Ottawa Introduces Bill to Eliminate Telecom Paper Fees

by Istvan Fekete on October 27, 2014

The Conservative government has presented a bill that will end the telecommunication companies’ practice of charging customers for paper bills and also give federal authorities more power for national security reviews conducted under the Investment Canada Act.

The new bill addresses an issue that made headlines earlier this year: telecom companies (among others) charge customers an additional $2 for sending out a paper bill. Ottawa’s bill C-43 is apparently the Conservative government’s answer to Prime Minister Stephen Harper’s promise to end “pay to pay” billing policies so that consumers will no longer have to pay extra to receive paper bills.

With bill C-43, the telecom regulator will now have the legislative grounds to enforce that promise, but it also gives the telecommunication regulators additional powers to impose financial penalties on companies breaking the Wireless Code.

Starting next spring, telecom companies violating the Wireless Code will face financial penalties of up to $10 million for the first offence, and up to $15 million thereafter.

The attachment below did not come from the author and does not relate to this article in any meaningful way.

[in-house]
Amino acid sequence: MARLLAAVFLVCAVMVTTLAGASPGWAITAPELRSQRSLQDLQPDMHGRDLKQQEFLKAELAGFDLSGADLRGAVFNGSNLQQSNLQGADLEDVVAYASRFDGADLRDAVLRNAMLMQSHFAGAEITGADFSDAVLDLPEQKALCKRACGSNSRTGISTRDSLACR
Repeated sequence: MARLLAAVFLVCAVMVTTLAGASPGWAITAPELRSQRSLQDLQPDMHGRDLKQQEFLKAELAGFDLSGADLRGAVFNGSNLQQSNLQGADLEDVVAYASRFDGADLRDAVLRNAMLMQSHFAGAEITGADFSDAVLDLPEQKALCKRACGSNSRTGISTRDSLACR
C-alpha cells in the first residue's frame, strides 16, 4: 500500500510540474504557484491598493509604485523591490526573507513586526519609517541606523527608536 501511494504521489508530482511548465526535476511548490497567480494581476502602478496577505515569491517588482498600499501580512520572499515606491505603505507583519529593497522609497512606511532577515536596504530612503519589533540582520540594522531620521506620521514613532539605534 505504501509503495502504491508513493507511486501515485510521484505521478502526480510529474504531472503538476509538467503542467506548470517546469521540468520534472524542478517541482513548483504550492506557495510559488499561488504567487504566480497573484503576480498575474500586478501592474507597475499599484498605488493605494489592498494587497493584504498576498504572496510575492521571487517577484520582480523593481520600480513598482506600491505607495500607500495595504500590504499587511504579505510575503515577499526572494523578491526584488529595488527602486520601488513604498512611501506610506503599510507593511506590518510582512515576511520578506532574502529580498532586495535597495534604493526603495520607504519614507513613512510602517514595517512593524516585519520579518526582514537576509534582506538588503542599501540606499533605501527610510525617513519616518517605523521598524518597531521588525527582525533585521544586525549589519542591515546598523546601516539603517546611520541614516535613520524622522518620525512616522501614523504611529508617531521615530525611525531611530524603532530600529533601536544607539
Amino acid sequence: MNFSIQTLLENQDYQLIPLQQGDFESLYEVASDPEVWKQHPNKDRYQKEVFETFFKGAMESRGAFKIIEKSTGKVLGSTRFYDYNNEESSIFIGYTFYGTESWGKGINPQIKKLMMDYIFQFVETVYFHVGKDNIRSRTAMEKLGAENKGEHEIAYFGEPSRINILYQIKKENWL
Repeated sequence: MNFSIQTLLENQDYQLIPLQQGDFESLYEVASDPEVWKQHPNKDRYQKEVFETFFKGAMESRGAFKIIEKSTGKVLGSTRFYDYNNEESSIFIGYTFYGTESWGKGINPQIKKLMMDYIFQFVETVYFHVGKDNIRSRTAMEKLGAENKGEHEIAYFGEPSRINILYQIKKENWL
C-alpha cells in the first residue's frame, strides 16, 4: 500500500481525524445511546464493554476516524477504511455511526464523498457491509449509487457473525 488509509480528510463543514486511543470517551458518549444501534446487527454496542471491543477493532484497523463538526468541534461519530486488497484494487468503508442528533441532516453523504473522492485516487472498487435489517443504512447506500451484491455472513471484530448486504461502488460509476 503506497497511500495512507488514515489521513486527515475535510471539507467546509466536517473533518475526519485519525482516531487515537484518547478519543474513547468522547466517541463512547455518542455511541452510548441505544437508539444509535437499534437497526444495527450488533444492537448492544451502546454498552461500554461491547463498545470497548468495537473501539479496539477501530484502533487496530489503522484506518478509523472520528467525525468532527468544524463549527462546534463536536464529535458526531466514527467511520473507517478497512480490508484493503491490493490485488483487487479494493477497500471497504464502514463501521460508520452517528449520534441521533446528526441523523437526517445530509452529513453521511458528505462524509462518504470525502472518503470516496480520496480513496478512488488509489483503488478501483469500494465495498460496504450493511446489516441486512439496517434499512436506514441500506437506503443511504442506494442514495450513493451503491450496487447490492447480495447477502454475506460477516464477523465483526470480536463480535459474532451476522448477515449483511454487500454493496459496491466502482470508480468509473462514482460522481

Ahead of the public debate on paper bills, the Public Interest Advocacy Centre released a report emphasizing that Canadians are paying between $495 million and $734 million per year in fees for monthly paper bills and statements, and that includes telecom companies.

The C-43 bill also gives the government more powers when it comes to national security reviews: it allows for more flexibility to inform Canadians about the reasons for its decisions on proposed investment being examined.

Changes to the Investment Canada Act would also allow the government to extend the time frame for making decisions under the national security review process. Currently, the government has an initial 45 days to rule on proposed foreign investments over set financial thresholds, but can take another 30 days if deemed necessary, informs the Leader Post

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Written by: Istvan Fekete. Follow by: RSS, Twitter, Facebook, or YouTube.

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